Catholic Diocese of Spokane, Washington
by Bishop William S. Skylstad
(From the July 5, 2005 edition of the Inland Register)
There are so many reasons to look forward to summer! School is out. The seniors have graduated. Crops are growing and are being harvested. Many families take vacations.
Confirmation and First Eucharist celebrations have pretty much concluded until next fall, although the day I write this (and the day before) I was in Pomeroy and Tekoa, respectively, to celebrate those sacraments of initiation. The scenery was truly spectacular with green fields, the mountains, and the cloud formations. We are very blessed to live in this part of the world.
On Friday evening, June 24, seven men were ordained to the diaconate at the Cathedral of Our Lady of Lourdes. A few weeks ago, Jim Barrow of St. Patrick Parish in Walla Walla was ordained deacon. We now have eight new deacons serving in the diocese. The diaconal presence has been a grace and blessing as their numbers increase. Soon we will have several deacons from Hispanic background who will be ordained.
On June 19, St. Joseph Parish in Odessa celebrated their centennial with a Mass and potluck. Parishioners from out of town who had roots in the area also attended. We were very blessed to have with us for the celebration Bishop William Weigand, the Bishop of Sacramento. He lived with his family in Odessa until he was five, when they moved to Tekoa, where his father was transferred as the manager of the Penney’s store. Bishop Weigand’s visit was made more remarkable by the fact that it was a personal celebration of sorts – a public appearance as he recovers from his liver transplant of a few months ago. A donor came forward to share 70 percent of his liver so the bishop could live (“Man feels God called him to make liver donation to ailing Sacramento bishop,” IR 4/7/05). Bishop Weigand’s recovery seems to be going well. Please keep him in prayer.
This centennial celebration had its pictures to display and stories to tell. Photos of weddings and First Communion celebrations tend to be focus of attention as people observe how everyone has changed over the decades. Some of today’s pastors cover a considerable amount of territory as they serve three or four parishes. In the early days of the Odessa area, their pastor served missions from Burke (a few miles from Quincy) all the way to Sprague. Mass was often celebrated in the living rooms of homes. The story is told that one of the pastors always preached his sermon at the end of Mass with the Church door open so he could see the railroad tracks. When the train approached it was time to stop and catch the train to the next parish. Times have changed!
Next Sunday we will celebrate the centennial of St. Boniface Parish in Uniontown. In the middle of November, Colton’s St. Gall Parish marks its centennial. I truly have to marvel at these early pioneers who came to this part of the world to begin new lives. They had a dream of what could be. With little more than the clothes on their backs they embarked on a new venture for them and their families.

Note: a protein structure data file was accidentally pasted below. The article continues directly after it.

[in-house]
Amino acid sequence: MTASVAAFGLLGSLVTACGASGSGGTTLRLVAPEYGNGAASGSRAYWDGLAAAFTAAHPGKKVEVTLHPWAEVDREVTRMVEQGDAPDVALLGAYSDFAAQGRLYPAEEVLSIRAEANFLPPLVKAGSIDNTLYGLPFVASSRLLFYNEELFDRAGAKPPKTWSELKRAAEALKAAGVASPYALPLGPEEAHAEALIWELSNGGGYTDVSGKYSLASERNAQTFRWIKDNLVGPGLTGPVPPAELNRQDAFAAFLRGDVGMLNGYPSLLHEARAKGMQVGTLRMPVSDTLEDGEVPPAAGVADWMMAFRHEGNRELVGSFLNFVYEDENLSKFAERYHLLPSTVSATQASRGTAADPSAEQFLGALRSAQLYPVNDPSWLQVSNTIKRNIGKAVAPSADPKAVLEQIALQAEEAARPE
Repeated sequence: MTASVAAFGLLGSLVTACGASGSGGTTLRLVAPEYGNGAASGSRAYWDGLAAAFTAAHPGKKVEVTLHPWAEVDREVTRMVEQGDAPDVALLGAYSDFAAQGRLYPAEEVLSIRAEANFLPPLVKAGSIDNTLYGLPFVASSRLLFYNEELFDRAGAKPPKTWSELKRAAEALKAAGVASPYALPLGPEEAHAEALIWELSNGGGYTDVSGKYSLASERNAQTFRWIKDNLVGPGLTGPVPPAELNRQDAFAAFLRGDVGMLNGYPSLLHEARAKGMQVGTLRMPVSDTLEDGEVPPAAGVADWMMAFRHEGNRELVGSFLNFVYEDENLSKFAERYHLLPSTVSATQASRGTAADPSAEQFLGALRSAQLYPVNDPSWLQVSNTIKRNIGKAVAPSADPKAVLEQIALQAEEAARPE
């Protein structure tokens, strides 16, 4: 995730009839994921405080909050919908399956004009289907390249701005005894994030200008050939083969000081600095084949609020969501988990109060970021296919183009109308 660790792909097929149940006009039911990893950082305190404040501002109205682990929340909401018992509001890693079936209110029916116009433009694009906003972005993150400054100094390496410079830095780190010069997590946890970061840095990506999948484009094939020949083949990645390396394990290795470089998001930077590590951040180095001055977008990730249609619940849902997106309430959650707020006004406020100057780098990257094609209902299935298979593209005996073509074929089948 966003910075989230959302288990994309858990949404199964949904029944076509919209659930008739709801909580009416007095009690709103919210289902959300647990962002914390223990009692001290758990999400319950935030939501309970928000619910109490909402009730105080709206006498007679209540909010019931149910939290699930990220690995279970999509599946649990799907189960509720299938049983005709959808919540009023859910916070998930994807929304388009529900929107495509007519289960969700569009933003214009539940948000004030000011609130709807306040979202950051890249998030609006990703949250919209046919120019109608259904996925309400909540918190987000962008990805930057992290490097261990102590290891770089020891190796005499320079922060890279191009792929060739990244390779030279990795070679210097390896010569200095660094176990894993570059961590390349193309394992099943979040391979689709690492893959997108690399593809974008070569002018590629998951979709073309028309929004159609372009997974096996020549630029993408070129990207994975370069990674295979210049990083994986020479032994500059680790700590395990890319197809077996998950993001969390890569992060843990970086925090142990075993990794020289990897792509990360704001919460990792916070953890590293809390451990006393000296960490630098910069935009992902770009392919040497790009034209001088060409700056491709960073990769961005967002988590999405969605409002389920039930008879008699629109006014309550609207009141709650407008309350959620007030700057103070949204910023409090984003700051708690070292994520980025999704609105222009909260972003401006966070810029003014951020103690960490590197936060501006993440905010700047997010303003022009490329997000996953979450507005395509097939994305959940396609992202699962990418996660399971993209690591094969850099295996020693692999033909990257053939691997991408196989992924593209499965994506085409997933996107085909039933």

The essence of that story is repeated in today’s communities as immigrants come to our area, primarily from the south. They have become an integral part of our Church and economy, and they enrich our faith communities by their presence. It’s another opportunity for us to continue to grow as a church of warm welcome and hospitality, recognizing each other in the Body of Christ.
July 1 saw pastoral transitions as four priests of the Spokane Diocese enter into “retirement.” Officially retiring are Msgr. James Ribble, most recently of the Cathedral of Our Lady of Lourdes; Father Felix Lorge, from the parishes in Colfax and LaCrosse; Father John Birk, in residence at St. Patrick Parish in Pasco and chaplain at Lourdes Medical Center; and Father Tom Caswell of St. Rose, Cheney. As most of you know, however, even in retirement, priests continue to serve the people of God. As their health permits, these priests minister in a somewhat limited way, without the responsibility of administration of a parish (or parishes). I am most grateful to all of them who have given so generously of themselves in such dedicated service for decades.
Pastoring a parish requires great skill. Parish life is complex. Its demands present a challenge that many don’t appreciate until they’ve tried to live the experience. Think about a pastor’s responsibilities: good homilies; responsible finances; effective liturgies; pastoral presence, especially in times of great need, such as a death; and more besides. Every person has unique gifts. I hope all of us can continue to grow in appreciation of times of change and openness to new gifts and new possibilities.
So summer is here. As we reflect on our diocesan life and the unique challenges we face at this time as a diocesan family, we must remember the events of our daily lives continue with many good things happening and many opportunities to grow in grace, age and wisdom. The power of the Holy Spirit is within us, and Holy Eucharist constantly reminds us and calls to be a people of Jesus our redeemer.
Peace and blessings to all.
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